Writing Frustrations and How To Deal With Them

Updated on June 20, 2017


If you're a writer then you've been here before: frustrated.

You have found yourself living in a world of frustrations while writing your novel. For me, this comes in many forms from time management, editing frustrations, struggling with the length of your story, writing and rewriting, deleting and adding, and the dreaded writers block! There is so much involved with writing that can cause you to have these frustrations.

Here is the thing though, if you love writing these frustrations are a part of life and you learn to adapt. The following is a list of ways I've found best to deal with some of these major frustrations.

Time Management

I find that time management frustrates me a lot. There are days where all I want to do is get lost in my writing and finish the story I am trying to tell and there are other days where I feel so burnt out that I can't for the life of me pick up my laptop to write just one word. The creativity is just not there sometimes.

I've read that keeping a schedule, writing so many words a day on your story will keep you on track to finish. However, I've tried this and find this results in some lackluster stories because often I end up writing something even when I am not inspired. Now I respect people who can manage this and pull out an amazing story, but I have found I am just not one of them.

My solution for time management is not to hinder my writing or creativity. I write when I am inspired, and I write a lot on those times, and when I am uninspired and the creativity is not hitting me. I try something to bring the creativity back. Perhaps I'll step away from my story and try a writing prompt? This will keep me practicing my writing and perhaps it will bring me some inspiration so that when I return to my book/novel/story I will then have the ability to continue instead of forcing myself to create lackluster story that I might end up deleting later.


Editing my stories is always the worst. It's very difficult, especially if you do your own editing, to step away from your story enough to see the grammatical side of things. I self-edit very little while I am writing. When I am caught up in the moment the first thing I want to do is get it down on "paper," the last thing I am thinking about is editing.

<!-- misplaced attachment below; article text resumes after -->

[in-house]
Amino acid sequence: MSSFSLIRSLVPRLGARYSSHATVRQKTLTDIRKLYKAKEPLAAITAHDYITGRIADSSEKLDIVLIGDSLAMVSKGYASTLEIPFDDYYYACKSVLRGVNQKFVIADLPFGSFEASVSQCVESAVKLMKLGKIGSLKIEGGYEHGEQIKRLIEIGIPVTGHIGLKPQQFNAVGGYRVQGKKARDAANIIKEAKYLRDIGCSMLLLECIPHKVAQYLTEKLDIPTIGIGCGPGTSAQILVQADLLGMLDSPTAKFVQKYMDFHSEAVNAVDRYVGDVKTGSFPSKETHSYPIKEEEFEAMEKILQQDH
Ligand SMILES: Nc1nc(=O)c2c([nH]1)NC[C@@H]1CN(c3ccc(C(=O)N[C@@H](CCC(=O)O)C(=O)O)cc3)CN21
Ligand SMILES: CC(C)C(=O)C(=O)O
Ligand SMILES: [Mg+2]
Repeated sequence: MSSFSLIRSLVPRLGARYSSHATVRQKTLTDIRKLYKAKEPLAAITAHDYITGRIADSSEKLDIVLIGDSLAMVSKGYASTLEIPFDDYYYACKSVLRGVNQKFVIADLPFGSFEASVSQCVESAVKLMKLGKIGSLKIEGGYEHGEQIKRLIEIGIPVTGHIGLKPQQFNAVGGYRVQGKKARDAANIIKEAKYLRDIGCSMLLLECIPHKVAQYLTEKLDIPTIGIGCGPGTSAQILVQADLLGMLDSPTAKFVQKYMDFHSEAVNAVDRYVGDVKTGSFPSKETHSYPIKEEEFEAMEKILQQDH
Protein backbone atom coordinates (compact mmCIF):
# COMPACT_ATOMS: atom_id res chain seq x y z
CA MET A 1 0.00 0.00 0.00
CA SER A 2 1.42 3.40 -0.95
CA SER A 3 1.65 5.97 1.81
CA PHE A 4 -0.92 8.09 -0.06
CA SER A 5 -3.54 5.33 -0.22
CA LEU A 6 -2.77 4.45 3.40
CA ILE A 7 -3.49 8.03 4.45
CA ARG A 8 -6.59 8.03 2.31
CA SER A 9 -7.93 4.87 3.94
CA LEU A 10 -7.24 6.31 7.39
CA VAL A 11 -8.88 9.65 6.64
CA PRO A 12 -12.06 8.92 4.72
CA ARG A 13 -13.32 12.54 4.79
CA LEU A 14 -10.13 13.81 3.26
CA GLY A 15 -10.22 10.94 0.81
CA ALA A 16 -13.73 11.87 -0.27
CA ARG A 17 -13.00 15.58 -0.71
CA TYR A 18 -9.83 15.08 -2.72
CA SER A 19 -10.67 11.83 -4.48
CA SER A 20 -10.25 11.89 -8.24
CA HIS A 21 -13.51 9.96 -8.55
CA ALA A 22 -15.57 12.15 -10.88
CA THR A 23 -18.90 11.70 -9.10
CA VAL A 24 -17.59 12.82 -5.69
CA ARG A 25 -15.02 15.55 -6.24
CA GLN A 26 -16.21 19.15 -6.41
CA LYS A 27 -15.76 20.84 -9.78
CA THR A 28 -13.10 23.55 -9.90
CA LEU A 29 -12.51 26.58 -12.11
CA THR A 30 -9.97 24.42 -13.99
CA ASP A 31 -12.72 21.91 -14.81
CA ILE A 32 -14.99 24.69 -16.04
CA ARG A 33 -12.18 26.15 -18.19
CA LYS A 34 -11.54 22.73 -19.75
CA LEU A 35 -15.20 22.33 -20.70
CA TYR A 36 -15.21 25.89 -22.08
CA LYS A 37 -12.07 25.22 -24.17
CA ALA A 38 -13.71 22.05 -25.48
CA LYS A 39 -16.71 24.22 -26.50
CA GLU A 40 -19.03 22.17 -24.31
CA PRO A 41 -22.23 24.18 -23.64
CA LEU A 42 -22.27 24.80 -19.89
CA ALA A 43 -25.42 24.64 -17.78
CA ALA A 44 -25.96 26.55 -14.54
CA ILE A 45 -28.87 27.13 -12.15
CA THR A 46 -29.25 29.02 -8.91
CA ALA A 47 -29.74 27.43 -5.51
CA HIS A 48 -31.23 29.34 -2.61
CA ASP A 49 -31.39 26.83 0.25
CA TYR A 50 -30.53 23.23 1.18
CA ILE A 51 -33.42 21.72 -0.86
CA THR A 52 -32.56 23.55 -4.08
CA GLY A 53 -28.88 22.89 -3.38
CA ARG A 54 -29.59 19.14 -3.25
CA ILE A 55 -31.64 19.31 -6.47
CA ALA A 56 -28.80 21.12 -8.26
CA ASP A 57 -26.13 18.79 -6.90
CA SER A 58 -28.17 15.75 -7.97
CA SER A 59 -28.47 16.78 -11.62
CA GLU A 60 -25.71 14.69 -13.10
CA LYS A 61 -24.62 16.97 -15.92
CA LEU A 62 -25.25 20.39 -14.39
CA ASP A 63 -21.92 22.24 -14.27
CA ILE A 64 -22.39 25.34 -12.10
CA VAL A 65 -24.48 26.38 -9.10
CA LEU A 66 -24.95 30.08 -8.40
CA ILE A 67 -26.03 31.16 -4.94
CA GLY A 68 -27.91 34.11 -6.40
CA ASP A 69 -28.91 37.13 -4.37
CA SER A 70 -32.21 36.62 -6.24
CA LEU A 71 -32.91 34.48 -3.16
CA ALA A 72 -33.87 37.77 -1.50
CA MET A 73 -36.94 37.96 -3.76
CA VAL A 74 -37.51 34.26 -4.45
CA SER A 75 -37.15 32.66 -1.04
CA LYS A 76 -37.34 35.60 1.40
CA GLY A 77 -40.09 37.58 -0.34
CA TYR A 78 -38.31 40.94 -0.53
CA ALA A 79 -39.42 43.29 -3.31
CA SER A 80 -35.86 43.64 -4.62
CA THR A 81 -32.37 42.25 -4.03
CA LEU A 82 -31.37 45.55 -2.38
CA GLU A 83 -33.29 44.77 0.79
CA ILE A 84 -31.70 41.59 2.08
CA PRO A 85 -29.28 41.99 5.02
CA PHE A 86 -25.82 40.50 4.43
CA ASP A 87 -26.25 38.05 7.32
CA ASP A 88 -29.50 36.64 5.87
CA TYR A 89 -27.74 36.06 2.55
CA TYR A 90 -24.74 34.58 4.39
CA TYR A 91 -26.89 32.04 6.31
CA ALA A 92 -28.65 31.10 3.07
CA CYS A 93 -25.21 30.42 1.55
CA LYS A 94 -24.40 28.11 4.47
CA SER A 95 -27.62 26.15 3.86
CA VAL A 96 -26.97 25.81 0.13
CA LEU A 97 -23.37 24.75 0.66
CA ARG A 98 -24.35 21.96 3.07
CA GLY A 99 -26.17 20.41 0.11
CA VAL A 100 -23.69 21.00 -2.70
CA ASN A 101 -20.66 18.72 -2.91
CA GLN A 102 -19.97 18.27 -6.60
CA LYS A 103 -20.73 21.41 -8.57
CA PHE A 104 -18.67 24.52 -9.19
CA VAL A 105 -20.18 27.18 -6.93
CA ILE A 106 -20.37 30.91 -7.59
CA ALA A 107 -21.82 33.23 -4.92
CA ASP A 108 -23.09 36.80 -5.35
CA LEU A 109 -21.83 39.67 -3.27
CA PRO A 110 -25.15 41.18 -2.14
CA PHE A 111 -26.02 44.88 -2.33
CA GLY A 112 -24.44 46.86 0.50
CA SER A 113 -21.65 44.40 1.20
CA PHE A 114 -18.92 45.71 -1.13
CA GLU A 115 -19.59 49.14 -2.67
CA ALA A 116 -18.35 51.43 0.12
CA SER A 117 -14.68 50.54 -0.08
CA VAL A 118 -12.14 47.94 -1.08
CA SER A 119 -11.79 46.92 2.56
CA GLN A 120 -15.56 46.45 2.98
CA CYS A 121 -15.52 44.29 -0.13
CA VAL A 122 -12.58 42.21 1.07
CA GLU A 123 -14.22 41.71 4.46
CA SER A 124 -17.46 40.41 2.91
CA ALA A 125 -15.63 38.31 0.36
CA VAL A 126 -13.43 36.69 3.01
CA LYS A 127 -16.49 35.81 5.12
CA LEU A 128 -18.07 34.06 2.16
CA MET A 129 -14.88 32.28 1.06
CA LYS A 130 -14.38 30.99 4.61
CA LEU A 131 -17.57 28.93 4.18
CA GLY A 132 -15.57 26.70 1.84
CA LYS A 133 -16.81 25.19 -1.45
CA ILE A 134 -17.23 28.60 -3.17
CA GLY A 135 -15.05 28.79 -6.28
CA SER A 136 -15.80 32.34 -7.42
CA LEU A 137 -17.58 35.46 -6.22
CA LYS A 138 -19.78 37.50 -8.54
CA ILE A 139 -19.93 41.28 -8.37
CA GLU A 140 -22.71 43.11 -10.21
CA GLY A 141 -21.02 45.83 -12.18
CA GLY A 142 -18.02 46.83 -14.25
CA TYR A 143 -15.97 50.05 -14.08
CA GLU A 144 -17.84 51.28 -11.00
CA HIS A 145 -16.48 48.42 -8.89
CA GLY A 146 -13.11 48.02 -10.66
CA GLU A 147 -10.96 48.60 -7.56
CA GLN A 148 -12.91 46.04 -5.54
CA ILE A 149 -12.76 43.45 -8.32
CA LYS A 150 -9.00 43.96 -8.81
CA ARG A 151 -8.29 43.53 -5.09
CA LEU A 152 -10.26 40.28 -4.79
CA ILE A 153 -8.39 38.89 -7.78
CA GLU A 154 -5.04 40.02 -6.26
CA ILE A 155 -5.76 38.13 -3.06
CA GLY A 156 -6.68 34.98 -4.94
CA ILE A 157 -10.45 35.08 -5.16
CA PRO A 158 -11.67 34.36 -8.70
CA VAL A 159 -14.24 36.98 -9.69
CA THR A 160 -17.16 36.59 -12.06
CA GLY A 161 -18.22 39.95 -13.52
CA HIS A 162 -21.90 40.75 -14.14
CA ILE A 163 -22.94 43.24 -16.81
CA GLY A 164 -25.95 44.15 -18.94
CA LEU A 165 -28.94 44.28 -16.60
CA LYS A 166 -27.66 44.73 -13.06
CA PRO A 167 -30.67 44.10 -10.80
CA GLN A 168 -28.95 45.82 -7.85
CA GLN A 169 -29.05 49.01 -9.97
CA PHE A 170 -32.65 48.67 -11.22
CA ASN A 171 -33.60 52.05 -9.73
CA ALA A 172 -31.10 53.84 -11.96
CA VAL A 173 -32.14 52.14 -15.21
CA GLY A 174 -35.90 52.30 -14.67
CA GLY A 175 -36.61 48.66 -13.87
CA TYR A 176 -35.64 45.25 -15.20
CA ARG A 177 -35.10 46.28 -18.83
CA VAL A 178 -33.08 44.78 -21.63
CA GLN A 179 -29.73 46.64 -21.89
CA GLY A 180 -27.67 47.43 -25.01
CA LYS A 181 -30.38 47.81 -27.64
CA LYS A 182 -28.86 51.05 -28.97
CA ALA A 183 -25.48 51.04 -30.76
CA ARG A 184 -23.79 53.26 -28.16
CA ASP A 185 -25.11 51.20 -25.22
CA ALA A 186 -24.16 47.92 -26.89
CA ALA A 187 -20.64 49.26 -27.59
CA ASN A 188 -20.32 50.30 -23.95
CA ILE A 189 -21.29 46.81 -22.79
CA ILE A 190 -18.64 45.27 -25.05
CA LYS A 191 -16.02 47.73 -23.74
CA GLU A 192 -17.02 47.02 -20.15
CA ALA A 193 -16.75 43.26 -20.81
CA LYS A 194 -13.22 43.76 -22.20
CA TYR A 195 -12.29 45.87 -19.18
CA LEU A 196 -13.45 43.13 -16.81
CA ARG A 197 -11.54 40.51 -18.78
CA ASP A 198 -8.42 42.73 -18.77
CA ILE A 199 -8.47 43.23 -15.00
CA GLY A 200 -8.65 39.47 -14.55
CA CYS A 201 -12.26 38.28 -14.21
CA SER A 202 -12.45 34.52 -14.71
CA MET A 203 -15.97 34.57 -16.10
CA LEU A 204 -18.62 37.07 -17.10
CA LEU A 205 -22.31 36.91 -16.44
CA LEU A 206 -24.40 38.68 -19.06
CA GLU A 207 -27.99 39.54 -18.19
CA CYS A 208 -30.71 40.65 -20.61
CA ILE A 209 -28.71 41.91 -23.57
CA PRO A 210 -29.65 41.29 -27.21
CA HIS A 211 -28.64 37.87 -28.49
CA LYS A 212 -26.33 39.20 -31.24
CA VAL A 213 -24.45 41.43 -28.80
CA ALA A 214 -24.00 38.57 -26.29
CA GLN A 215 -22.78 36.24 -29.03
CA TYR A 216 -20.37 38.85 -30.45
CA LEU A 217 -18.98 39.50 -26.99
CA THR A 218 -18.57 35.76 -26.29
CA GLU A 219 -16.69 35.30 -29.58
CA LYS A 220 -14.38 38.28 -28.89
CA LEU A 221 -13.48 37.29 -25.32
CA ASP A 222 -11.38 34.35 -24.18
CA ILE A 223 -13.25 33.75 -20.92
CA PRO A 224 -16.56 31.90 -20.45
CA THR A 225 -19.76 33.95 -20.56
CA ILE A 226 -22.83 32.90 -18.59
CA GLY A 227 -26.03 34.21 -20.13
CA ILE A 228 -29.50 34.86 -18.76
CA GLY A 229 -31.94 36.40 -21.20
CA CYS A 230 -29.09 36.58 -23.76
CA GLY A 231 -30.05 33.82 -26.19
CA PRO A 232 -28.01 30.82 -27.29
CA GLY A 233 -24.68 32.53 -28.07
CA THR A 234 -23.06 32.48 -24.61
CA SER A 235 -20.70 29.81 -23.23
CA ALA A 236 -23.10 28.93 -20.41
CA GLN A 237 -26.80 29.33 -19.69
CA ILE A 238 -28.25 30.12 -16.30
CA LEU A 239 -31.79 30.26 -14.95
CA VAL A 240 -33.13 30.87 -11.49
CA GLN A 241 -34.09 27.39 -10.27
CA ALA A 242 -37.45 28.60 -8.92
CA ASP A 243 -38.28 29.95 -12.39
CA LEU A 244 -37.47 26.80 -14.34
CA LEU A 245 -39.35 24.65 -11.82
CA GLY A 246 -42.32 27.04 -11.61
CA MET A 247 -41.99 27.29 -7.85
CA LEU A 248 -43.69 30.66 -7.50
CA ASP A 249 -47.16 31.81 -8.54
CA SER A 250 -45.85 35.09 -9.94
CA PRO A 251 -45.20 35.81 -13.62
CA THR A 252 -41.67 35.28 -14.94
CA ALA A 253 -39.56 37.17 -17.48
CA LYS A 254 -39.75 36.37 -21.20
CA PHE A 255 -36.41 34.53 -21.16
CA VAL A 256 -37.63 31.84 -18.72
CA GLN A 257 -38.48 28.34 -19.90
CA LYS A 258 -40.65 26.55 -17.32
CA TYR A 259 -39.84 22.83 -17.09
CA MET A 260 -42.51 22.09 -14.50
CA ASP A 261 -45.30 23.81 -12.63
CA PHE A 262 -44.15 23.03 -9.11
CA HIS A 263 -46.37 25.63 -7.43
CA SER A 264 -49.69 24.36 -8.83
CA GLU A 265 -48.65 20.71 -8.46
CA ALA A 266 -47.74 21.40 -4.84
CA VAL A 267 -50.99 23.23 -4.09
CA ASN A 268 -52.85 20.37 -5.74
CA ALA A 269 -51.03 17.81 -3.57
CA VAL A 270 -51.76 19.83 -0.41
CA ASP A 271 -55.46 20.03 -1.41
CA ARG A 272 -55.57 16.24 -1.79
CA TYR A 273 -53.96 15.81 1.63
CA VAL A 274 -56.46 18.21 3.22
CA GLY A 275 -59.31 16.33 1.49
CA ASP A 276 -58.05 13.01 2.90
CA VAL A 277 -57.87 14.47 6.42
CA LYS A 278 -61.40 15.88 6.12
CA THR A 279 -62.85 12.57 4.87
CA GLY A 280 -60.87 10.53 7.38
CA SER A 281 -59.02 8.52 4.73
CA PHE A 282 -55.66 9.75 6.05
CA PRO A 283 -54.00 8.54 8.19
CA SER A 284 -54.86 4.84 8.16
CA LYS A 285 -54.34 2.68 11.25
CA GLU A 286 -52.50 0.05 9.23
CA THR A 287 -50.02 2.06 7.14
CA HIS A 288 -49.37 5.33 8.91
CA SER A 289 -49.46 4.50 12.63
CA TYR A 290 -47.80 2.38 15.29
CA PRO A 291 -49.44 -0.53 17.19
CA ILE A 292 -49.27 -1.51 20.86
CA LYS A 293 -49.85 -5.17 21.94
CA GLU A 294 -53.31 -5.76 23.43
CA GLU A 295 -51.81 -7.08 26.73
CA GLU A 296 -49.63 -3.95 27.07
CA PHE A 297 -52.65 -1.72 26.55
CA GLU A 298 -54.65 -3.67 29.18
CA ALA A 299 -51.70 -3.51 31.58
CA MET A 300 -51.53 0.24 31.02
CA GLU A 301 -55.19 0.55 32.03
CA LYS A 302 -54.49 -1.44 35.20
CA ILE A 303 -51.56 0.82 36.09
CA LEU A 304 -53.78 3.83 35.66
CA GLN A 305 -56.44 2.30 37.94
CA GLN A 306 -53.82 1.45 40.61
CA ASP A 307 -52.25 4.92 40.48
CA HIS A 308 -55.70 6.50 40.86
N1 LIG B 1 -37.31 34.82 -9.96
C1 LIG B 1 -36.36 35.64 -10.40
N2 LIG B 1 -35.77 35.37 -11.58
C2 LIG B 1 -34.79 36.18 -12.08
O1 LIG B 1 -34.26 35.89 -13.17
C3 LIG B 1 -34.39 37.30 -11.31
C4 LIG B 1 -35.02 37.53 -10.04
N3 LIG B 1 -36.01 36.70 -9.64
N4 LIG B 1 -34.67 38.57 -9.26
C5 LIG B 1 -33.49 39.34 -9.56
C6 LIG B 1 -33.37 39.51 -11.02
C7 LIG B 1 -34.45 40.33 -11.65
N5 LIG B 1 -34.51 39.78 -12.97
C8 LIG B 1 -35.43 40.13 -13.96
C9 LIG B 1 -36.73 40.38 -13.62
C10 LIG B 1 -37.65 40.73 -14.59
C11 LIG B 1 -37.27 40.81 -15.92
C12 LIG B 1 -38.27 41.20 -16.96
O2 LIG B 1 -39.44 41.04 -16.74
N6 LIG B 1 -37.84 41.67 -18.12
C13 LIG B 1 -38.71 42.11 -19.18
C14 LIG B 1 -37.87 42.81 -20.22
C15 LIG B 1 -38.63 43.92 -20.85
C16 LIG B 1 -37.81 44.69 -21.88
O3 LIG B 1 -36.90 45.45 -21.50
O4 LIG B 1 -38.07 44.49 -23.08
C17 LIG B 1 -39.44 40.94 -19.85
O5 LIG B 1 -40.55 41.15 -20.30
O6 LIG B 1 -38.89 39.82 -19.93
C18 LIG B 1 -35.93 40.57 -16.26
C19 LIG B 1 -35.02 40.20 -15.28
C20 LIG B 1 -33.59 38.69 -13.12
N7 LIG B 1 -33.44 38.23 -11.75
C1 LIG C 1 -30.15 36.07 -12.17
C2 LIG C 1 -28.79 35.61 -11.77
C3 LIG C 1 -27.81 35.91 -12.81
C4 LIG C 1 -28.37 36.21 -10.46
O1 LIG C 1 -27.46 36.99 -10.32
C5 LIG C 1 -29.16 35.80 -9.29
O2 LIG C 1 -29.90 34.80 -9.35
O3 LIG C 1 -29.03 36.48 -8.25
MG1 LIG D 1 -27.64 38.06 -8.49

If editing as you go is preventing you from moving on, then simply put - STOP IT! Edit when you've finished your story, get it down first, then go back and read through it slowly and surely looking for your grammatical errors.

Rewriting and Adding/Deleting Passages

I don't have a lot of advice here - except - get used to it! There is going to be a lot of writing, and with that comes rewriting. You are going to want to add things and delete things to perfect your story. This is a part of writing. You're not going to get away from it. So how do I deal with the frustrations that come with these?

Sometimes you just have to step away from your story for a bit. If you just found a large passage that needs to be rewritten, then maybe it's time to just mark that passage and close the laptop until another day. Taking a break and stepping away from it for awhile seems to be the best option I've found.

Writer's Block

Oh no! Dare I mention it? Writer's block, how to deal with it. We all know what it is, but how to fix it. For me this one is not as bad as it sounds. When I have writer's block I simply write through it - not on my book - but with writing prompts. I might look around my room, or look at the painting on my wall and tell myself I am going to write a story about it. It may be the worst story I've ever written, but at least I am writing and eventually what happens is I get inspired. That inspiration leads me to be able to write again on my book.

Now that's one tool in the tool belt, sometimes dealing with writer's block may be as simple as stepping a way for a day or two. Occupying your mind with something else and then returning to your novel. Perhaps stepping away and refocusing your mind will allow you to freshen your thoughts on your novel and get you started again.

Nothing can really stop you from writing that novel if you really want to. Many frustrations may stand in your way, but you can push through them. With hard work and perseverance you will get through your novel completed in no time!

What frustrates you the most as a writer?

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